Sanjana: The Amrita Sher-Gil unquestionably. I was only 17 when we got her home. I love the understated sense of pathos, romance, nostalgia, family and the indolence of the countryside of a bygone era that the painting captures. In some ways she was the Frida Kahlo of India; bold, avant-garde and unique in the way she lived in her time – and of course due to her rather tragic demise at a young age. I feel very connected to her.
Sonali: I have a special memory of this surrealistic painting Storm Chasing Dog Chasing Girl Chasing Storm by Filipino artist Geraldine Javier. This was one of the first international works we acquired. It was the first painting that ever resonated with me. Even at a young age, I found the painting easy to understand. More importantly, it didn’t intimidate me. The work is inspired by the Wizard of Oz and depicts a young girl, her dog and a ribbon. It felt like it was out of a storybook.
Sonali, you’re now a collector in your own right. Tell about how you began collecting.
Sonali: It started at home, then took off after my first visit to the India Art Fair. Soon after, I began planning trips to Frieze New York, Art Basel Hong Kong and the Dhaka Art Summit. Eventually, I applied to study a course on contemporary art at the Sotheby’s Institute of Art, New York. This exposure led me to develop a deep interest in international contemporary art and a desire to expand our art collection to artists outside of India. During my time in New York, one of the artists whose works inspired me was Jeff Koons. I loved his kitsch style and the grandeur of his sculptures! I had never seen anything of that size, nature or scale in India before.
And what do you see as the role of Great Banyan Art in evolving your family’s collection and as a tool for collectors?
Sonali: Great Banyan Art has evolved over the years and now includes newer genres such as Pop art, Street Art and sculptures by several international artists. One of my focus areas has been to bridge the gap between Indian art collectors and international contemporary art. A key mission of Great Banyan Art has been to democratize art and make it more accessible for young collectors. We have launched a collection of artworks for first-time buyers that is accessible in price and available to purchase online.
"Give great importance to provenance since it's highly critical to ensure the integrity of your collection. Start buying art through auctions by leading and well-established auction houses since in some way they are curators and the breeding grounds for bankable art."
Neeraj, what advice would you give a collector who is just starting out?
Neeraj: Educate yourself and read prolifically; start with The Eye of Duncan Phillips. Visit as many auctions, exhibitions, art fairs and art shows as possible. Talk to collectors, artists and gallerists and gain perspective and insights. Stick to your own sensibility and let the taste and collection evolve organically. Give great importance to provenance since it's highly critical to ensure the integrity of your collection. Start buying art through auctions by leading and well-established auction houses since in some way they are curators and the breeding grounds for bankable art.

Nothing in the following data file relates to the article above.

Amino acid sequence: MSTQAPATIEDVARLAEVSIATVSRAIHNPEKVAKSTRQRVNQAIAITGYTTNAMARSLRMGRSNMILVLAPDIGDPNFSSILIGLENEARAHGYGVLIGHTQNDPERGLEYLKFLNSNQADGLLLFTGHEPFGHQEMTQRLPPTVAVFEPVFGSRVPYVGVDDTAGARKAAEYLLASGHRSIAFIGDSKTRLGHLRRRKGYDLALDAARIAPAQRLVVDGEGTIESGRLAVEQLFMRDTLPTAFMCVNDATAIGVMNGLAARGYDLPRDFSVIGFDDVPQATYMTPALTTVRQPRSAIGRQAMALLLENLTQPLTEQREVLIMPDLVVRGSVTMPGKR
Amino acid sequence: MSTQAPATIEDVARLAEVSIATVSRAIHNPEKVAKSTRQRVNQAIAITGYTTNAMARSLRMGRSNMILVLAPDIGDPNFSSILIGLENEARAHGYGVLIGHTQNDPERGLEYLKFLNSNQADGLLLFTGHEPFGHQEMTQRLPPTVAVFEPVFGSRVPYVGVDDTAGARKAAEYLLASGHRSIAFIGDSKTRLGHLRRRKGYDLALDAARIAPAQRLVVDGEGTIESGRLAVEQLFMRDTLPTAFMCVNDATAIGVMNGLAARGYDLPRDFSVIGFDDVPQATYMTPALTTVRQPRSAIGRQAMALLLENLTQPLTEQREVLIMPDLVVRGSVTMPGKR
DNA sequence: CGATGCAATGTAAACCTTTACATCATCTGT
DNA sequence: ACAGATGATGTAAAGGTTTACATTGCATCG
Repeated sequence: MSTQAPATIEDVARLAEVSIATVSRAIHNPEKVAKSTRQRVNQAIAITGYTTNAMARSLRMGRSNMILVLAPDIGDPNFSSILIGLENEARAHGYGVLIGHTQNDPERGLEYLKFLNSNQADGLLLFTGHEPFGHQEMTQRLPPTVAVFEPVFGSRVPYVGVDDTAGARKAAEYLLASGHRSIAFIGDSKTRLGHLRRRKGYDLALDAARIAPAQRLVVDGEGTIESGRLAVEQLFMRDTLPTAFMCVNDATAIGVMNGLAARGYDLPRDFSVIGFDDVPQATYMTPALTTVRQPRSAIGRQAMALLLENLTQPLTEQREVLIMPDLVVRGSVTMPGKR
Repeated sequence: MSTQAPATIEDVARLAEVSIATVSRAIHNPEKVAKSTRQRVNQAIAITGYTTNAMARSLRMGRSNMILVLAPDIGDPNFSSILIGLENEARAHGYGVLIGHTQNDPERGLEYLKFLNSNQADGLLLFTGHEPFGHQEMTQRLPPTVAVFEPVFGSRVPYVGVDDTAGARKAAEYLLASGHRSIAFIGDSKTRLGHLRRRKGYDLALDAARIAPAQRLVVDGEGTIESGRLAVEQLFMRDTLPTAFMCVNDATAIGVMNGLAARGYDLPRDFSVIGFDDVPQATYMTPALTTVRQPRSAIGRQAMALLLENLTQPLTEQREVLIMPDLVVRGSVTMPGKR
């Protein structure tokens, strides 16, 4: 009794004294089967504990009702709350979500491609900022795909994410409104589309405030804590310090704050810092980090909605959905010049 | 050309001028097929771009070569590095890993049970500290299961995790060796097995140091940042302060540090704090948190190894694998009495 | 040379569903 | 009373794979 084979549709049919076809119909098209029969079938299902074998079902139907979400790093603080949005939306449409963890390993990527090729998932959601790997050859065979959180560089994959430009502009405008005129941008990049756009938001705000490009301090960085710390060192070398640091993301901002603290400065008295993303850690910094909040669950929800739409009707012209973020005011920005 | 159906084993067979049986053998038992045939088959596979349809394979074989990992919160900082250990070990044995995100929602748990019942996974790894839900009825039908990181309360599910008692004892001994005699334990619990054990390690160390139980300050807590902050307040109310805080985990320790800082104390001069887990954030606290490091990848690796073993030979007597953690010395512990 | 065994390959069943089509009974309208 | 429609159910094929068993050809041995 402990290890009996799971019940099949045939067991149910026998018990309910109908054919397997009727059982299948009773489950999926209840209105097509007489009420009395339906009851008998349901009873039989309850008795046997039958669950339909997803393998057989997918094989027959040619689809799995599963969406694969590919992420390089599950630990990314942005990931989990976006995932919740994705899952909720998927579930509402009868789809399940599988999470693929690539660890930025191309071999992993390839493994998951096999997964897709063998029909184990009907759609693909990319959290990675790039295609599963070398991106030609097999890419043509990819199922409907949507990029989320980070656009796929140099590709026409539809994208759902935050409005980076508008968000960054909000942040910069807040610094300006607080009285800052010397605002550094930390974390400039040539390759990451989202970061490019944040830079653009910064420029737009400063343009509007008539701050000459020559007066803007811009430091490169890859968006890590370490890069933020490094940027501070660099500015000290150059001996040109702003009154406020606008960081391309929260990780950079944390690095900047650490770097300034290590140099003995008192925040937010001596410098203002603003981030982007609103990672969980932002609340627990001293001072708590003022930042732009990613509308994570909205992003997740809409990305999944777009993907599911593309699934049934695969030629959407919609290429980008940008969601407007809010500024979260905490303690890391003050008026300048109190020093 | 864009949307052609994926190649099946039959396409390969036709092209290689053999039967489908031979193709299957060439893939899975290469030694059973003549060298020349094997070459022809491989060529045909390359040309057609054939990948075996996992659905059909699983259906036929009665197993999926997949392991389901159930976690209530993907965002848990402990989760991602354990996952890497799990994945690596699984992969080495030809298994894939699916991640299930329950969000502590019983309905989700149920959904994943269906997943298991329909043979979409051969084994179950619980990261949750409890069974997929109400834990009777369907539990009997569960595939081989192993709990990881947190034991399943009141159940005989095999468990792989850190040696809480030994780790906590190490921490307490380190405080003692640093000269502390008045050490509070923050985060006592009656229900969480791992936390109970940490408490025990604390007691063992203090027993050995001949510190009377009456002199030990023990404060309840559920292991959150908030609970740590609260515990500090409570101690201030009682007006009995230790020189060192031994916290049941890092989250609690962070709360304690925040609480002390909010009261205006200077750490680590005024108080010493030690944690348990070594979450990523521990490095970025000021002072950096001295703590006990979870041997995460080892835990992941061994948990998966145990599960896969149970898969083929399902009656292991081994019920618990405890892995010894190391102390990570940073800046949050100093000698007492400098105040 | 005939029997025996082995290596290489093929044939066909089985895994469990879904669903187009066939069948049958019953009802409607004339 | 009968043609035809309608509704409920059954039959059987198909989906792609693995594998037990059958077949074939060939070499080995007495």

Is there any work you wish you'd bought when you had the chance? What was it and why?
Neeraj: A fantastic Raza Church and a Steeples’ work from the 1970s. There was also a large and exceptional work by Souza, The Birth, where I was the under-bidder but it finally stretched to a price way beyond my budget. And a fantastic oversized Yue Minjun which was available for less than $15,000 at one point but somehow I just hesitated and now it’s probably well over a few million dollars!
Sanjana, you’re a highly sought-after stylist. Your very popular Instagram account is often dotted with incredible artworks. Do you ever find inspiration for fashion through art?
SAB: I draw inspiration from anything beautiful and visually engaging around me. I would imagine this process is somewhat subconscious to a large extent. Art, film and travel have all been very large and integral influences in my life since a very young age, thanks to my parents. All three have played a large role in shaping my aesthetic and determining my ever-evolving sartorial choices. I think fashion and art definitely go hand in hand. If you cut the layers these are symbiotic influences and enhance each other greatly.
As a family, what do you have on your wishlists?
NB: The wish list is long and may well remain a wish list given the astronomical price points of these artists but works by Raja Ravi Verma, V.S. Gaitonde, Mark Rothko, Basquiat would be the first names that come to mind.
SOB: Tracey Emin. I love her neon light installations.